Set up and register a limited liability partnership (LLP)

The members of an LLP

Any group of two or more people who want to set up a profit-making business together can form a limited liability partnership (LLP), unless one of them has a disqualification order (disqualified to act as a company director or LLP member) in place. It is also possible for companies, and other LLPs, to be members of an LLP.

How many members should an LLP have?

An LLP must have at least two members, and at least two must be 'designated' members. If there are fewer than two designated members then every member is deemed to be a designated member.

The rights and responsibilities of LLP members

The members of an LLP normally share in both the responsibilities of running the business and the profits that it makes. Exactly how their rights and responsibilities are defined and divided depends on the LLP's partnership agreement or 'deed of partnership'. Designated members have some extra responsibilities on top of those of ordinary members.

The responsibilities of designated members

Designated members have to ensure that the LLP meets its legal obligations by:

  • registering the LLP at Companies House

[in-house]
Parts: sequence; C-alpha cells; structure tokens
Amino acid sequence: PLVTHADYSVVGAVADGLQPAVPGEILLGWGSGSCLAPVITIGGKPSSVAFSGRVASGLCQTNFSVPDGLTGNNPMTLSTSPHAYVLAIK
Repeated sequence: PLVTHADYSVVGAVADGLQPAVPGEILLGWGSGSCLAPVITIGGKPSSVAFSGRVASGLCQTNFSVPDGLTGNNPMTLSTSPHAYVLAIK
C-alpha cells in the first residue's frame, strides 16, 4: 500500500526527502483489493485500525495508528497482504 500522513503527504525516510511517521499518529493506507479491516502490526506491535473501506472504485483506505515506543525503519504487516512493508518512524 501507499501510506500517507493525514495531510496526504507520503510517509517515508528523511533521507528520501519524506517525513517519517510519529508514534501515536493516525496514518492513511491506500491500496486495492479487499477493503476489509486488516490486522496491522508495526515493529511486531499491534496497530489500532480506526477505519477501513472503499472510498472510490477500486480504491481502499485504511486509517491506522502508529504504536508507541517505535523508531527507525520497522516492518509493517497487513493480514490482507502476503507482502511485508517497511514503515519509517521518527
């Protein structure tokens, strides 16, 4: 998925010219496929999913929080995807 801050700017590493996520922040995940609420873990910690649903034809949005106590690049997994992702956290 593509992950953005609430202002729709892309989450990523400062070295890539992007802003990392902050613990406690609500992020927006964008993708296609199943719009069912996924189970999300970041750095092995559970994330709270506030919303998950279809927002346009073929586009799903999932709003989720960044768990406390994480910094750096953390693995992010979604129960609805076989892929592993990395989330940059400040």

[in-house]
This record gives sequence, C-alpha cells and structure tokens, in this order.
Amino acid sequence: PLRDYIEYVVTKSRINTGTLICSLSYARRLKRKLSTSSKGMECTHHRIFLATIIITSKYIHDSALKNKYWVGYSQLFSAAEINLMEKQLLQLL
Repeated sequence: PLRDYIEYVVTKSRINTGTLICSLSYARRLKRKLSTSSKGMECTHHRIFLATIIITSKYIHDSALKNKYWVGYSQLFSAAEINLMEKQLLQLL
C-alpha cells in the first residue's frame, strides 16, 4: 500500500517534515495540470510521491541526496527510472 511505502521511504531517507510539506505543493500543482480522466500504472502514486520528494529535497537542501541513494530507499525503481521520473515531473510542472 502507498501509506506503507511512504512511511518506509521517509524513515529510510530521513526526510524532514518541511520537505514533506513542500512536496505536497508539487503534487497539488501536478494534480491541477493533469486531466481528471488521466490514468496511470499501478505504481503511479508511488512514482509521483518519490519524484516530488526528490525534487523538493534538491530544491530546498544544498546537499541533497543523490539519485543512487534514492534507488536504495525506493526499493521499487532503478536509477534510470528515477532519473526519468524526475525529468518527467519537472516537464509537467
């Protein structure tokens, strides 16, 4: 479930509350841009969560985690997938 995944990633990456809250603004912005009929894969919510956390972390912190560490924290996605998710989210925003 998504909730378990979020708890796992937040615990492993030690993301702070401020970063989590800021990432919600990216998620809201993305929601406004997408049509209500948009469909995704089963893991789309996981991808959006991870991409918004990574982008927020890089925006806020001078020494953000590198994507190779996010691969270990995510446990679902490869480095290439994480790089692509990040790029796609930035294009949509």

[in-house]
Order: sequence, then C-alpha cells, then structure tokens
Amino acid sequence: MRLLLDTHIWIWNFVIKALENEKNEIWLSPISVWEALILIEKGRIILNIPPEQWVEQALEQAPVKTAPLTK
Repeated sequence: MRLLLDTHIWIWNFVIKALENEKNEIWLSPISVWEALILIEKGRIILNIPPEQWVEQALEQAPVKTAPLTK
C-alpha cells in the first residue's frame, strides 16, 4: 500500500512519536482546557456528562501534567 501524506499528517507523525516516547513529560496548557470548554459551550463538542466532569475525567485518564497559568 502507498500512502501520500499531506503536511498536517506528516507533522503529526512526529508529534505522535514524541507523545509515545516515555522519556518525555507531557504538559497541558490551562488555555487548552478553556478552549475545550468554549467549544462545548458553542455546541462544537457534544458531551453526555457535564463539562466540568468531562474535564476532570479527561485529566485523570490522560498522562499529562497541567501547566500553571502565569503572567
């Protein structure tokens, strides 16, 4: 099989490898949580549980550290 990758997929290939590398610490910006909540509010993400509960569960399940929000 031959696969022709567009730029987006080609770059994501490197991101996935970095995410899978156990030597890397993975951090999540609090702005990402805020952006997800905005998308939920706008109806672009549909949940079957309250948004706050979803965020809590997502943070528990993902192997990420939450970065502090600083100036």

• appointing an auditor - if one is needed
  • preparing and signing the accounts on behalf of the members
  • delivering the accounts to Companies House
  • notifying Companies House of any membership changes, or of a change to the registered office address or name of the LLP
  • preparing, signing and delivering the annual return to Companies House
  • acting on behalf of the LLP if it is wound up and dissolved

Designated members are legally accountable if they fail to carry out their duties properly.

Changes to members' details or status

It is important that you notify Companies House whenever any of the members' details change. For more information on what you need to file, see our guide on changes within a partnership.

Subjects covered in this guide


Companies House Contact Centre

0303 1234 500


Actions

Also on this site